Monday, March 13, 2017

Hurry on down to Hardie’s

My fellow classic movie mavens are well aware that in the month of February (and first three days of March—except leap year), The Greatest Cable Channel Known to Mankind™ runs their “31 Days of Oscar” tribute.  This event and “Summer Under the Stars” usually allows me to catch up with whatever I have squirreled away on our DISH DVR, and I was very much looking forward to watching the content (and slapping my favorites onto disc).

But…in the immortal words of Robert Frost: “The best laid schemes o' mice an' men/Gang aft a-gley.” (Who says this blog isn’t highbrow?  Besides 98% of the blogosphere, I mean.)

The good people at DISH decided to have a “freeview” weekend of HBO, Cinemax, and Showtime the weekend of February 17-20.  The following weekend, we were treated to free Starz.  The weekend after that, Encore.  And we just finished up a freeview of Epix this past weekend.  For a recovering movie nut like your humble narrator, this is an embarrassment of riches—particularly because when there isn’t anything on the schedule worth grabbing, there’s always On Demand offerings I can download.  I have been spending every free waking moment luxuriating in movies, movies…and more movies.

Laramie stars John Smith and Robert Fuller
It shouldn’t come as a surprise that I went hog wild during the Encore freeview…because their On Demand features episodes of the classic TV westerns they offer on their schedule—this is how I was able to build my substantial Wanted: Dead or Alive collection back in December of 2015.   Encore Westerns on Demand has episodes of Death Valley Days, Laramie, The Life and Legend of Wyatt Earp, Tales of Wells Fargo (a recent acquisition), and Wagon Train—which presented me with a dilemma: which show do I download?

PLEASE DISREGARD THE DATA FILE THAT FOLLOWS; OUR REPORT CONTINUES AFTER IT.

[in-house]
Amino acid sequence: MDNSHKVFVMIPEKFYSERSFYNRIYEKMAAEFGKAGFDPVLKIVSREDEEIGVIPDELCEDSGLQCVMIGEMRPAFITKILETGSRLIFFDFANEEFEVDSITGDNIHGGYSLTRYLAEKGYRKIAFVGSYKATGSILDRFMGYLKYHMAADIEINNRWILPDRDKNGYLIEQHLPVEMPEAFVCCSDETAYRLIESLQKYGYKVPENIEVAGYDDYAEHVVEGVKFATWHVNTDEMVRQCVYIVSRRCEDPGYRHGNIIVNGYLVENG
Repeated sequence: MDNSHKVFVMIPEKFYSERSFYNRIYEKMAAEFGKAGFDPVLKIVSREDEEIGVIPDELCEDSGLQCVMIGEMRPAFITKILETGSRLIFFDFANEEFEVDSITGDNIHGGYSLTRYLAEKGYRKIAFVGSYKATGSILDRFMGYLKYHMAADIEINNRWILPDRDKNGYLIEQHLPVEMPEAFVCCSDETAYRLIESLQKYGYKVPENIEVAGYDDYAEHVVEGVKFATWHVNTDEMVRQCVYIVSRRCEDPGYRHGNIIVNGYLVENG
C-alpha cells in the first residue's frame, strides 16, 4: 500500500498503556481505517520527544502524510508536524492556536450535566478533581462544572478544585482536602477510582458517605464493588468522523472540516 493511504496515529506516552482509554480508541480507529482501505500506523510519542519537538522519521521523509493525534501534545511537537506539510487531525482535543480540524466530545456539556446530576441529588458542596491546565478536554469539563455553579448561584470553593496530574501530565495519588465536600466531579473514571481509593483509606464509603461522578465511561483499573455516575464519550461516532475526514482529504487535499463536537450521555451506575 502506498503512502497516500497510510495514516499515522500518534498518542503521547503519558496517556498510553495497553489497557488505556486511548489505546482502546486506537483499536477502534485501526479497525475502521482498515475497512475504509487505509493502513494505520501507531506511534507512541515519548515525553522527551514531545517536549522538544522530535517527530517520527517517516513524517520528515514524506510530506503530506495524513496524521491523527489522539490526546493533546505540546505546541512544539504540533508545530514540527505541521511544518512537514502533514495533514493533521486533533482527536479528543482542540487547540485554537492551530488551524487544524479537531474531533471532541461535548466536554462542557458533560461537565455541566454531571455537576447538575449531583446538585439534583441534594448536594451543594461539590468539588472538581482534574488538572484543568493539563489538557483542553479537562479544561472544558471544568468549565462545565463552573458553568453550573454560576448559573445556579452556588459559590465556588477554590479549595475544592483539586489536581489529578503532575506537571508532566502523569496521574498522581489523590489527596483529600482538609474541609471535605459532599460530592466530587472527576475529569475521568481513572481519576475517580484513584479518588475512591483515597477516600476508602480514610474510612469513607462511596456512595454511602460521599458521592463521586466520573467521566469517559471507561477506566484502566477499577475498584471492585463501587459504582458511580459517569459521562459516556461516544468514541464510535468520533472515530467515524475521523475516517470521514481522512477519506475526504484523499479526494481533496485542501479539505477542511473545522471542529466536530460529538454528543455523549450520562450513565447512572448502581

I eliminated Death Valley Days and Wagon Train right off the bat; I like both shows—but they’re not something I have to have.  I leaned heavily toward Laramie, particularly due to the piss-poor quality of the Timeless Media Group DVDs…but I’ve got a 30-day window with these downloads, and I didn’t think I could get all EW had in that amount of time (particularly since they’re 50-minute shows).  There’s DVR space to consider, too—I like to have enough of a “buffer” in case Mom (who learned how to work the DVR during her convalescence) wants to grab any Rambo movies or something with Jean-Claude God Damme.  (I don’t know why she insists on recording stuff with commercials…particularly since she hasn’t learned to fast-forward yet.)  So, it came down to either Wyatt Earp or Wells Fargo…and since all six seasons of Earp have been released to disc, I went with Fargo (its DVD release history is a little spotty).

Tales of Wells Fargo originally premiered as a December 14, 1956 episode of CBS’ Schlitz Playhouse of Stars, “A Tale of Wells Fargo”—with a teleplay by Frank Gruber from a Zane Grey story.  The producer of this episode, Nat Holt, had also produced the 1949 film that gave future Wells Fargo star Dale Robertson his first onscreen credit, Fighting Man of the Plains (Fargo creator Frank Gruber also wrote this screenplay…in addition to the novel on which it was based).  Holt had quite a time talking Robertson into doing “Tale” as a regular series—Dale initially didn’t think much of the script, and only agreed to commit to the pilot as a favor to his friend.  He never dreamed that the show would leap to #3 in the Nielsens in its second season (Tales of Wells Fargo officially premiered over NBC on March 18, 1957).  (Wells Fargo remained in the Top 10 in its third season, and continued to be a solid ratings performer until its final season in 1961-62.  More on this in a bit.)